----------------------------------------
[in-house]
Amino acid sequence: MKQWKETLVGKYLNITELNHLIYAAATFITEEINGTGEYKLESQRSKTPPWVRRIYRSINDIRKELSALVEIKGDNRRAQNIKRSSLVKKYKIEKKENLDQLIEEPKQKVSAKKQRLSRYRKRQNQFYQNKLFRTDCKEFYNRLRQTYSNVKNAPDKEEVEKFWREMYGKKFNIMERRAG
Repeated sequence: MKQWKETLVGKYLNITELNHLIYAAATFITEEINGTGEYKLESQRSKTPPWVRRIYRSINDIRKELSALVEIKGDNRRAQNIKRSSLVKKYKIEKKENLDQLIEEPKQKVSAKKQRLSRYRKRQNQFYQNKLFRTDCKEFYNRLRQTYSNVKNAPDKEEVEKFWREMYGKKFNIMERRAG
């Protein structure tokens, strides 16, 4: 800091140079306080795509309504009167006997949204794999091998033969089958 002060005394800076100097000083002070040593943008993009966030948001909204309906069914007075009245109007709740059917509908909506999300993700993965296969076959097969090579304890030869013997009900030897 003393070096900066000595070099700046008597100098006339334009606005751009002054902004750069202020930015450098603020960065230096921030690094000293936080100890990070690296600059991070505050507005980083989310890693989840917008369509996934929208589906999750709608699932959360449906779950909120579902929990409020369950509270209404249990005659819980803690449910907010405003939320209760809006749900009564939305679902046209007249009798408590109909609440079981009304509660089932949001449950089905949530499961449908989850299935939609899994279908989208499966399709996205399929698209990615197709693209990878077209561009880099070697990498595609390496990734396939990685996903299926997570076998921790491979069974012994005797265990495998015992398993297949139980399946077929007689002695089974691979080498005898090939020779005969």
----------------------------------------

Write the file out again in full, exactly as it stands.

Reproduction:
[in-house]
Amino acid sequence: MKQWKETLVGKYLNITELNHLIYAAATFITEEINGTGEYKLESQRSKTPPWVRRIYRSINDIRKELSALVEIKGDNRRAQNIKRSSLVKKYKIEKKENLDQLIEEPKQKVSAKKQRLSRYRKRQNQFYQNKLFRTDCKEFYNRLRQTYSNVKNAPDKEEVEKFWREMYGKKFNIMERRAG
Repeated sequence: MKQWKETLVGKYLNITELNHLIYAAATFITEEINGTGEYKLESQRSKTPPWVRRIYRSINDIRKELSALVEIKGDNRRAQNIKRSSLVKKYKIEKKENLDQLIEEPKQKVSAKKQRLSRYRKRQNQFYQNKLFRTDCKEFYNRLRQTYSNVKNAPDKEEVEKFWREMYGKKFNIMERRAG
């Protein structure tokens, strides 16, 4: 800091140079306080795509309504009167006997949204794999091998033969089958 002060005394800076100097000083002070040593943008993009966030948001909204309906069914007075009245109007709740059917509908909506999300993700993965296969076959097969090579304890030869013997009900030897 003393070096900066000595070099700046008597100098006339334009606005751009002054902004750069202020930015450098603020960065230096921030690094000293936080100890990070690296600059991070505050507005980083989310890693989840917008369509996934929208589906999750709608699932959360449906779950909120579902929990409020369950509270209404249990005659819980803690449910907010405003939320209760809006749900009564939305679902046209007249009798408590109909609440079981009304509660089932949001449950089905949530499961449908989850299935939609899994279908989208499966399709996205399929698209990615197709693209990878077209561009880099070697990498595609390496990734396939990685996903299926997570076998921790491979069974012994005797265990495998015992398993297949139980399946077929007689002695089974691979080498005898090939020779005969």